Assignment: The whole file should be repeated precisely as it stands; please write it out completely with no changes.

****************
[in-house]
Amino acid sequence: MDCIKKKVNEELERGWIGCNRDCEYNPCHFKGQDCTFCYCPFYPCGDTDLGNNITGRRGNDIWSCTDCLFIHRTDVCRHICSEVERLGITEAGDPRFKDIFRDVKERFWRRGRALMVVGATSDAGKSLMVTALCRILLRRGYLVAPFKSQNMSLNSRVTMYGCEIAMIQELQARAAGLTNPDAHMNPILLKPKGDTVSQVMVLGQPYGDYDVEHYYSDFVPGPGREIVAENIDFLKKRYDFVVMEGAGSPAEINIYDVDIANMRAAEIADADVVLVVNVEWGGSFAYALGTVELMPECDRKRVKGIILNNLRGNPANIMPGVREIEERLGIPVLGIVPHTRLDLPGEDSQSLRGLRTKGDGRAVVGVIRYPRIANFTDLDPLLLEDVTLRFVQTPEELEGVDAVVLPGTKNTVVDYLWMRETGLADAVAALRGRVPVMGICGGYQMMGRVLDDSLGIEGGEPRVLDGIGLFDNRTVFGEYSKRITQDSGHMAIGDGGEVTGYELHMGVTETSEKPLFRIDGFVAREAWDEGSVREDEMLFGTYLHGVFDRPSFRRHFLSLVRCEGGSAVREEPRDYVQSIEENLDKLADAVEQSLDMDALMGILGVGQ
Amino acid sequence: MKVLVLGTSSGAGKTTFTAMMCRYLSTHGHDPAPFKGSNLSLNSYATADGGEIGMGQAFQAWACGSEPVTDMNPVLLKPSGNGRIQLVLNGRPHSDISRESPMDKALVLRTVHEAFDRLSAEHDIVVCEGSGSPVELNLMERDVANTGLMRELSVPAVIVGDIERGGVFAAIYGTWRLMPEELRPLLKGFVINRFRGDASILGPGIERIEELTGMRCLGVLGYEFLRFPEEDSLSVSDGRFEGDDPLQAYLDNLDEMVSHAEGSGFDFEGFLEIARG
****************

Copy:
[in-house]
Amino acid sequence: MDCIKKKVNEELERGWIGCNRDCEYNPCHFKGQDCTFCYCPFYPCGDTDLGNNITGRRGNDIWSCTDCLFIHRTDVCRHICSEVERLGITEAGDPRFKDIFRDVKERFWRRGRALMVVGATSDAGKSLMVTALCRILLRRGYLVAPFKSQNMSLNSRVTMYGCEIAMIQELQARAAGLTNPDAHMNPILLKPKGDTVSQVMVLGQPYGDYDVEHYYSDFVPGPGREIVAENIDFLKKRYDFVVMEGAGSPAEINIYDVDIANMRAAEIADADVVLVVNVEWGGSFAYALGTVELMPECDRKRVKGIILNNLRGNPANIMPGVREIEERLGIPVLGIVPHTRLDLPGEDSQSLRGLRTKGDGRAVVGVIRYPRIANFTDLDPLLLEDVTLRFVQTPEELEGVDAVVLPGTKNTVVDYLWMRETGLADAVAALRGRVPVMGICGGYQMMGRVLDDSLGIEGGEPRVLDGIGLFDNRTVFGEYSKRITQDSGHMAIGDGGEVTGYELHMGVTETSEKPLFRIDGFVAREAWDEGSVREDEMLFGTYLHGVFDRPSFRRHFLSLVRCEGGSAVREEPRDYVQSIEENLDKLADAVEQSLDMDALMGILGVGQ
Amino acid sequence: MKVLVLGTSSGAGKTTFTAMMCRYLSTHGHDPAPFKGSNLSLNSYATADGGEIGMGQAFQAWACGSEPVTDMNPVLLKPSGNGRIQLVLNGRPHSDISRESPMDKALVLRTVHEAFDRLSAEHDIVVCEGSGSPVELNLMERDVANTGLMRELSVPAVIVGDIERGGVFAAIYGTWRLMPEELRPLLKGFVINRFRGDASILGPGIERIEELTGMRCLGVLGYEFLRFPEEDSLSVSDGRFEGDDPLQAYLDNLDEMVSHAEGSGFDFEGFLEIARG